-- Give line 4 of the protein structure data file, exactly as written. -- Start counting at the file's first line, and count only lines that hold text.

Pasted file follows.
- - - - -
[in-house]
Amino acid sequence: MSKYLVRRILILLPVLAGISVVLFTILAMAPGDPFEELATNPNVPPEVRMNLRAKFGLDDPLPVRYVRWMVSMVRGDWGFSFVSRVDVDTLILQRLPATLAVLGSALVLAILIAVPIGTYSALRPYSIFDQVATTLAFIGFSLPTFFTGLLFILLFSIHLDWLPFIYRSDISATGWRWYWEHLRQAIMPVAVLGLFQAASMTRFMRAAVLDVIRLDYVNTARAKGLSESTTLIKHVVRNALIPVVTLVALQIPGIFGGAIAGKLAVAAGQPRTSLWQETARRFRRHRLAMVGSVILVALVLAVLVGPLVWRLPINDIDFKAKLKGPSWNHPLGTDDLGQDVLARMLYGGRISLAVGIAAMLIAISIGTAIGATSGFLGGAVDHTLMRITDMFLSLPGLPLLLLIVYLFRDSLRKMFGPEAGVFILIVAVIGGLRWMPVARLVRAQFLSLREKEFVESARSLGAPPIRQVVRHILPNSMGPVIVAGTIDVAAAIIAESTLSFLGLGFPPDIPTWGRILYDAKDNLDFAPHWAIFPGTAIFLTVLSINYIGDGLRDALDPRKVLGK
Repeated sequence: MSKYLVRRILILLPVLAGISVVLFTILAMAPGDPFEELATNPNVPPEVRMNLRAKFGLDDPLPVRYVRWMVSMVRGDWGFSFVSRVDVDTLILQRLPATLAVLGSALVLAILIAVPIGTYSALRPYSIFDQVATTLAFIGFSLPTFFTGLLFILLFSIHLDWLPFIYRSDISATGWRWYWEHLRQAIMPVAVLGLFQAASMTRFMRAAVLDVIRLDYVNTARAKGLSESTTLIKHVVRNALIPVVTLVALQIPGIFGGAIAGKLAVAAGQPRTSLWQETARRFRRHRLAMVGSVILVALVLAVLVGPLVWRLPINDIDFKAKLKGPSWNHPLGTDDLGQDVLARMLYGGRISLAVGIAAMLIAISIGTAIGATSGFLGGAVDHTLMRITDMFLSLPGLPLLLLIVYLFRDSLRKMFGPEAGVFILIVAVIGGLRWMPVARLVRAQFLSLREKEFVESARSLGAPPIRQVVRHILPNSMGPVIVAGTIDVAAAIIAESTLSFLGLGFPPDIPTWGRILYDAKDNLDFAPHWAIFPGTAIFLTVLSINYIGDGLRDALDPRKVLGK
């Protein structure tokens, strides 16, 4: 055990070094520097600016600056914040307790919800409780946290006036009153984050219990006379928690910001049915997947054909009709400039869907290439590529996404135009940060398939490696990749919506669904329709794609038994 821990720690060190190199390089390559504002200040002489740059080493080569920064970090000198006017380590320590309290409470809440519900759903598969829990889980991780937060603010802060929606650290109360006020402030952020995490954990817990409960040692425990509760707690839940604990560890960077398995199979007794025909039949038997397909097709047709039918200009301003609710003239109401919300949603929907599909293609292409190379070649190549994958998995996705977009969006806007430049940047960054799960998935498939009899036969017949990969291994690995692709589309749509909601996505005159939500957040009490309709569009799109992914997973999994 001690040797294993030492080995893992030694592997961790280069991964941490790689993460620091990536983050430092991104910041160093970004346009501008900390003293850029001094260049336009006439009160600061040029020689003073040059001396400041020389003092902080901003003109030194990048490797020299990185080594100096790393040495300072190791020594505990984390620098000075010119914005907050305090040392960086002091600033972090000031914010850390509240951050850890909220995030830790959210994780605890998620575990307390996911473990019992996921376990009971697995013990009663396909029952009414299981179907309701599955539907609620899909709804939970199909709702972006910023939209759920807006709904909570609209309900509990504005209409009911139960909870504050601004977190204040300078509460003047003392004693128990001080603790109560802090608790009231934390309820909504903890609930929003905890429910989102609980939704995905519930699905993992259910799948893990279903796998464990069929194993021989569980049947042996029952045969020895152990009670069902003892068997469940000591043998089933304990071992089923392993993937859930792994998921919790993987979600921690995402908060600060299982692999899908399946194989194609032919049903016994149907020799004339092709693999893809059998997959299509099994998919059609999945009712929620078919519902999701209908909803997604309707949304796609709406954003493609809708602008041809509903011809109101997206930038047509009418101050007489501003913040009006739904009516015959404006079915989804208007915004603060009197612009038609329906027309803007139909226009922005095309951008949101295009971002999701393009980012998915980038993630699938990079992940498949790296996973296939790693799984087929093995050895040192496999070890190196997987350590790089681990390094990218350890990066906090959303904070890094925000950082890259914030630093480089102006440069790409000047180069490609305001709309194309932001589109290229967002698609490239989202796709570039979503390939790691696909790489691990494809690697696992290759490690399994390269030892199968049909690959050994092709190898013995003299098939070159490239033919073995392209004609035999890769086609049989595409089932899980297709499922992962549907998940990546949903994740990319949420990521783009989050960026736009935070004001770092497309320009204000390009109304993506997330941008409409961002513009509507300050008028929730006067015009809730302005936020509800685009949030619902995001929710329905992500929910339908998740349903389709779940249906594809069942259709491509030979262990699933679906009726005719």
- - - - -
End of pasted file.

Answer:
């Protein structure tokens, strides 16, 4: 055990070094520097600016600056914040307790919800409780946290006036009153984050219990006379928690910001049915997947054909009709400039869907290439590529996404135009940060398939490696990749919506669904329709794609038994 821990720690060190190199390089390559504002200040002489740059080493080569920064970090000198006017380590320590309290409470809440519900759903598969829990889980991780937060603010802060929606650290109360006020402030952020995490954990817990409960040692425990509760707690839940604990560890960077398995199979007794025909039949038997397909097709047709039918200009301003609710003239109401919300949603929907599909293609292409190379070649190549994958998995996705977009969006806007430049940047960054799960998935498939009899036969017949990969291994690995692709589309749509909601996505005159939500957040009490309709569009799109992914997973999994 001690040797294993030492080995893992030694592997961790280069991964941490790689993460620091990536983050430092991104910041160093970004346009501008900390003293850029001094260049336009006439009160600061040029020689003073040059001396400041020389003092902080901003003109030194990048490797020299990185080594100096790393040495300072190791020594505990984390620098000075010119914005907050305090040392960086002091600033972090000031914010850390509240951050850890909220995030830790959210994780605890998620575990307390996911473990019992996921376990009971697995013990009663396909029952009414299981179907309701599955539907609620899909709804939970199909709702972006910023939209759920807006709904909570609209309900509990504005209409009911139960909870504050601004977190204040300078509460003047003392004693128990001080603790109560802090608790009231934390309820909504903890609930929003905890429910989102609980939704995905519930699905993992259910799948893990279903796998464990069929194993021989569980049947042996029952045969020895152990009670069902003892068997469940000591043998089933304990071992089923392993993937859930792994998921919790993987979600921690995402908060600060299982692999899908399946194989194609032919049903016994149907020799004339092709693999893809059998997959299509099994998919059609999945009712929620078919519902999701209908909803997604309707949304796609709406954003493609809708602008041809509903011809109101997206930038047509009418101050007489501003913040009006739904009516015959404006079915989804208007915004603060009197612009038609329906027309803007139909226009922005095309951008949101295009971002999701393009980012998915980038993630699938990079992940498949790296996973296939790693799984087929093995050895040192496999070890190196997987350590790089681990390094990218350890990066906090959303904070890094925000950082890259914030630093480089102006440069790409000047180069490609305001709309194309932001589109290229967002698609490239989202796709570039979503390939790691696909790489691990494809690697696992290759490690399994390269030892199968049909690959050994092709190898013995003299098939070159490239033919073995392209004609035999890769086609049989595409089932899980297709499922992962549907998940990546949903994740990319949420990521783009989050960026736009935070004001770092497309320009204000390009109304993506997330941008409409961002513009509507300050008028929730006067015009809730302005936020509800685009949030619902995001929710329905992500929910339908998740349903389709779940249906594809069942259709491509030979262990699933679906009726005719």